Courage is most needed in those who are called to be leaders in the church. Leaders are the top targets for the devil because of the influence of their office. If they fall, they will bring others along with them. Thus, leaders will often find themselves in situations where their devotion for the truth will be severely tested. They may be able to discern between good and evil, but if they are not willing to stand on the side of the LORD, it will all be in vain! Church history is replete with examples of ministries which were ruined because the leaders chose fame, money, friends or family over God. Was not the Synod of the Bible-Presbyterian Church dissolved because men chose relationships over the truth? Leaders must therefore take heed never to be men-pleasers. Decisions must never be made in the fear of man, but in the fear of the LORD. “For do I now persuade men, or God? or do I seek to please men? for if I yet pleased men, I should not be the servant of Christ.” (Gal. 1:10) Pray for your leaders to be such men of courage.

Let us also not forget those among us who are fathers and mothers. You have the duty to lead your families to be pleasing in the sight of God. The world will try to push you to mould your family after her concepts and goals. If you do so, the testimony for Christ and His Word would be lost. Do what is best and right for your family in light of the Scriptures. Be strong and of a good courage!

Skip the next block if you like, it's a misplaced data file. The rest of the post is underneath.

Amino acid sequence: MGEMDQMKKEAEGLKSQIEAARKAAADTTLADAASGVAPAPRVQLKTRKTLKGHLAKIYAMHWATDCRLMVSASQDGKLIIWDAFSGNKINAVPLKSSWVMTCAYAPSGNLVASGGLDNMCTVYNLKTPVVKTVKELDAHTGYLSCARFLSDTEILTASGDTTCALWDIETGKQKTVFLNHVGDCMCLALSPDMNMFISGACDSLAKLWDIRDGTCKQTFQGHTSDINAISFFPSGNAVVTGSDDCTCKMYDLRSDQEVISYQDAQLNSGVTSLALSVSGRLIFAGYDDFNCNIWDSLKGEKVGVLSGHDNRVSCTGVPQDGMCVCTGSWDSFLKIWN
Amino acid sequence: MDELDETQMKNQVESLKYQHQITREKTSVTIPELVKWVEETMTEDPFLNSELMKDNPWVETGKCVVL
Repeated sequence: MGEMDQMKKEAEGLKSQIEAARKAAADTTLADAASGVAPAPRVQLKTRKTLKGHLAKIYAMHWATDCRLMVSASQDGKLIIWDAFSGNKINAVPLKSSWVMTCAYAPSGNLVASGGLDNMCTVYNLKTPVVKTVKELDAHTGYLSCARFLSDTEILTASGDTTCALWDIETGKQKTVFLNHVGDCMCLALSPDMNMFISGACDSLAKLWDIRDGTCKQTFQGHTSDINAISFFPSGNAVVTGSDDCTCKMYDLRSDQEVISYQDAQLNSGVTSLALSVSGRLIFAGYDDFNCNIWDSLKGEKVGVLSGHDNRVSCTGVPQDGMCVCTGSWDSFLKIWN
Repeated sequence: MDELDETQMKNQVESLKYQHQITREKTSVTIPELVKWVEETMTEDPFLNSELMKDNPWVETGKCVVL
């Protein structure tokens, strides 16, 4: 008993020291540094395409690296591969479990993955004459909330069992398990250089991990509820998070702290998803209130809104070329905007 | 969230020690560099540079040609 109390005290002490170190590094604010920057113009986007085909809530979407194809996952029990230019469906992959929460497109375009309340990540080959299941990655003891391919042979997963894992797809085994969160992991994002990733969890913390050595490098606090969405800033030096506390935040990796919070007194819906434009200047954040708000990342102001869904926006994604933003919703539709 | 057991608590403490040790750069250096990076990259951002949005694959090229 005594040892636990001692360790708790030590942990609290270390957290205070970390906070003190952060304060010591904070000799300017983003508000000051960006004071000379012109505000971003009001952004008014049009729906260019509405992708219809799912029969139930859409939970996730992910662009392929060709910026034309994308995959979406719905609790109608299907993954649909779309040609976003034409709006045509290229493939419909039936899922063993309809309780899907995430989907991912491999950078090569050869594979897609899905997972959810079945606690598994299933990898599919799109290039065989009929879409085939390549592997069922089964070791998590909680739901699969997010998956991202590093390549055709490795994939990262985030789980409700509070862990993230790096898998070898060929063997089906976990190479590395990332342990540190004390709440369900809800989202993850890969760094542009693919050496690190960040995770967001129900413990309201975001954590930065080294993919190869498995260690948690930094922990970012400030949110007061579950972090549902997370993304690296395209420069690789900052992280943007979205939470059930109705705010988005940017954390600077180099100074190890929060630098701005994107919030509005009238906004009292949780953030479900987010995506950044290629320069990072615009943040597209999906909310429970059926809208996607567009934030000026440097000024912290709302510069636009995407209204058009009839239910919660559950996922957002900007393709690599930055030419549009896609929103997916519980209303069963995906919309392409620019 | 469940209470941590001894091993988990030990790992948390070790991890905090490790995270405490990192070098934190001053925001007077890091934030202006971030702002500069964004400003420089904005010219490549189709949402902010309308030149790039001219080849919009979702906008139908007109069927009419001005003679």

No soldier is worthy if he is fearful in the fight. Pray therefore for grace to be a man of moral backbone as a soldier of Christ. May we always be found on the Lord’s side. Amen.

Lovingly in Christ,
Preacher Clement Chew

Can Christians Celebrate Chinese New Year?

Last Friday was first day of Chinese new year which is an important festival for the Chinese people. It begins with the traditional reunion dinner on New Year’s Eve and most people will visit their loved ones and relatives and having meals together during Chinese New Year which will last for 15 days.

The Bible does not forbid us to celebrate our cultural traditions, practices and heritage as long as it does not go against the commandments of the Lord. Hence, as Christians, we can live our faith to the fullest, while celebrating our Lunar New Year. There are many rich traditions in our lunar new year that we can learn from. Even in the giving of red packets (hong bao), it is perfectly fine to practise it as a gesture of love and care. Of course, this will certainly be a delight to the children.